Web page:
By Chip Collier, South Atlantic Fishery Management Council
The Oculina Bank, named after the slow-growing ivory tree coral, Oculina varicosa, is a narrow strip of coral reefs located off the central east coast of Florida. Although Oculina coral can be found at a variety of depths, the species forms massive thickets at depths ranging from 75-90 meters (200-350 feet). These thickets support diverse communities of finfish and invertebrates, and consequently have been designated as essential habitat for many species of fish. Once plagued by World War II-era bombings to destroy German U-boats, fishing impacts, and episodic die-offs, the important ecosystem is now protected in federal waters of the U.S. South Atlantic Bight.
Scientists first discovered the Oculina coral reef in 1975. After discovering the reef and observing the importance of the reef habitat, scientists requested that the Oculina reefs be protected from the developing roller rig fishery (trawl), as well as fish pot and longline fisheries. As a result, the unique coral reef ecosystem was first protected in 1984 and designated as the Oculina Bank Habitat Area of Particular Concern (HAPC). The original section was 23 nautical miles long and 4 nautical miles wide (92 square nautical miles) and located about 15 miles off the Fort Pierce coast in Florida.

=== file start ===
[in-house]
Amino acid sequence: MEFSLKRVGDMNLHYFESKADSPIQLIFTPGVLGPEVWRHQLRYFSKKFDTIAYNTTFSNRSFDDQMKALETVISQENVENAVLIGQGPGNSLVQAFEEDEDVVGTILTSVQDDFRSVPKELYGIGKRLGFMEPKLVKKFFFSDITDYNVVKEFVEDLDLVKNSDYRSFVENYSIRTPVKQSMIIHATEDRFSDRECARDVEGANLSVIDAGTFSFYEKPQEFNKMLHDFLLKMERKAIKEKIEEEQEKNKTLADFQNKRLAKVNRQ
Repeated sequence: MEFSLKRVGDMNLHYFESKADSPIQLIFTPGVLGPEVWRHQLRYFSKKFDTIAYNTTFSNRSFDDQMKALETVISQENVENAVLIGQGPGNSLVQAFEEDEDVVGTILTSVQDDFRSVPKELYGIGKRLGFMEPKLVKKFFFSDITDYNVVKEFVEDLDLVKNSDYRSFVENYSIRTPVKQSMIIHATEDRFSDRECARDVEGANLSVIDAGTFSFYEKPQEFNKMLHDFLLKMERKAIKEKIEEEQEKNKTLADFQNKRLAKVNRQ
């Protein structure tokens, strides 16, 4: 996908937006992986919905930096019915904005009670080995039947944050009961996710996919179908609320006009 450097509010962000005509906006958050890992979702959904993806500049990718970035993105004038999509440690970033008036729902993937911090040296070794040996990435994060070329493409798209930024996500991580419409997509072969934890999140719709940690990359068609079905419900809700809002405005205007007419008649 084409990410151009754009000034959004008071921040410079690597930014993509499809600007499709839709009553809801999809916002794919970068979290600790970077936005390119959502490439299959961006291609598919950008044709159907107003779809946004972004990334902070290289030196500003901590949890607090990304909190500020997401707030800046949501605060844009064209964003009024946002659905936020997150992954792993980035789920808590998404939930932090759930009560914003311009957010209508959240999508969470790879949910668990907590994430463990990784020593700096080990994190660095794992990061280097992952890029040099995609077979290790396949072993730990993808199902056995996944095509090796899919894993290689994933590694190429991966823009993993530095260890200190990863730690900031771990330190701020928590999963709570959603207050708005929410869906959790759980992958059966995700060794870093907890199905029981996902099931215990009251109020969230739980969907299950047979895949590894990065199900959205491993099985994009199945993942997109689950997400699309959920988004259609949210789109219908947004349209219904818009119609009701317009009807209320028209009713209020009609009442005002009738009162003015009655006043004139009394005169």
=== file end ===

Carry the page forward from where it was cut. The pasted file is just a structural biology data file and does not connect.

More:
Upon the discovery of additional Oculina coral mounds, the area was expanded in 2000 and again in 2015. All of these efforts came about from research trips much like this very voyage.
The Oculina Bank HAPC is now over 130 nautical miles long, stretching from Fort Pierce northward to almost St. Augustine, Florida. Bottom-tending fishing gear (which includes trawling, fish traps, and dredging) and anchoring are prohibited in the area.
In 1994, managers established additional regulations for the original 92-square mile stretch of reef by creating the Oculina Experimental Closed Area to protect critical habitat for juvenile and spawning groupers, including snowy grouper, speckled hind, gag, and scamp. The possession and fishing for snapper grouper species is prohibited and, much like regulations set for the larger Oculina Bank HAPC, the use of bottom-tending fishing gear and anchoring are both prohibited.
The Oculina Bank HAPC and the Oculina Experimental Closed Area are rich in biological diversity and cultural history. The regulatory measures that are currently in place should aid in the protection of these important and fragile Oculina corals, as well as the myriad of species that rely on these corals for habitat. Perhaps this expedition will help us to discover even more.